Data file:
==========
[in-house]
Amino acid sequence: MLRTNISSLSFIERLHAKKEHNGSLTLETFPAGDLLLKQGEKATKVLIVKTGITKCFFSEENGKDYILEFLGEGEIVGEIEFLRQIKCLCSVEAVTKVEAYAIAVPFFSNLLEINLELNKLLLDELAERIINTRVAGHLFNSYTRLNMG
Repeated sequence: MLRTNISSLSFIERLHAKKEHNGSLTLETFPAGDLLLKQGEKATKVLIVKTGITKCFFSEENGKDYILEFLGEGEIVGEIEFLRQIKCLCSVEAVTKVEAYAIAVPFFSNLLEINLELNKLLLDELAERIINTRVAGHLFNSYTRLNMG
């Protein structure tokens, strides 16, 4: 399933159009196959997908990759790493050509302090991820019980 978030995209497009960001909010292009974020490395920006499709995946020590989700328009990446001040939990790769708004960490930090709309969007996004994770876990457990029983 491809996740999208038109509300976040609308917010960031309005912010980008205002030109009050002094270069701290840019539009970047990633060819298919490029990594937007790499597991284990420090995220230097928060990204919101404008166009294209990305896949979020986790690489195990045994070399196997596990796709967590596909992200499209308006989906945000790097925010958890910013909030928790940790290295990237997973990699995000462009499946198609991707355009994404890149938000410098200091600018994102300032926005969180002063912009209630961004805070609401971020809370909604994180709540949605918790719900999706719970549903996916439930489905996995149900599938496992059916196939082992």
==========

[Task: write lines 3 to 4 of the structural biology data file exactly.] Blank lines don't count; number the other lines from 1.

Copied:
Repeated sequence: MLRTNISSLSFIERLHAKKEHNGSLTLETFPAGDLLLKQGEKATKVLIVKTGITKCFFSEENGKDYILEFLGEGEIVGEIEFLRQIKCLCSVEAVTKVEAYAIAVPFFSNLLEINLELNKLLLDELAERIINTRVAGHLFNSYTRLNMG
């Protein structure tokens, strides 16, 4: 399933159009196959997908990759790493050509302090991820019980 978030995209497009960001909010292009974020490395920006499709995946020590989700328009990446001040939990790769708004960490930090709309969007996004994770876990457990029983 491809996740999208038109509300976040609308917010960031309005912010980008205002030109009050002094270069701290840019539009970047990633060819298919490029990594937007790499597991284990420090995220230097928060990204919101404008166009294209990305896949979020986790690489195990045994070399196997596990796709967590596909992200499209308006989906945000790097925010958890910013909030928790940790290295990237997973990699995000462009499946198609991707355009994404890149938000410098200091600018994102300032926005969180002063912009209630961004805070609401971020809370909604994180709540949605918790719900999706719970549903996916439930489905996995149900599938496992059916196939082992």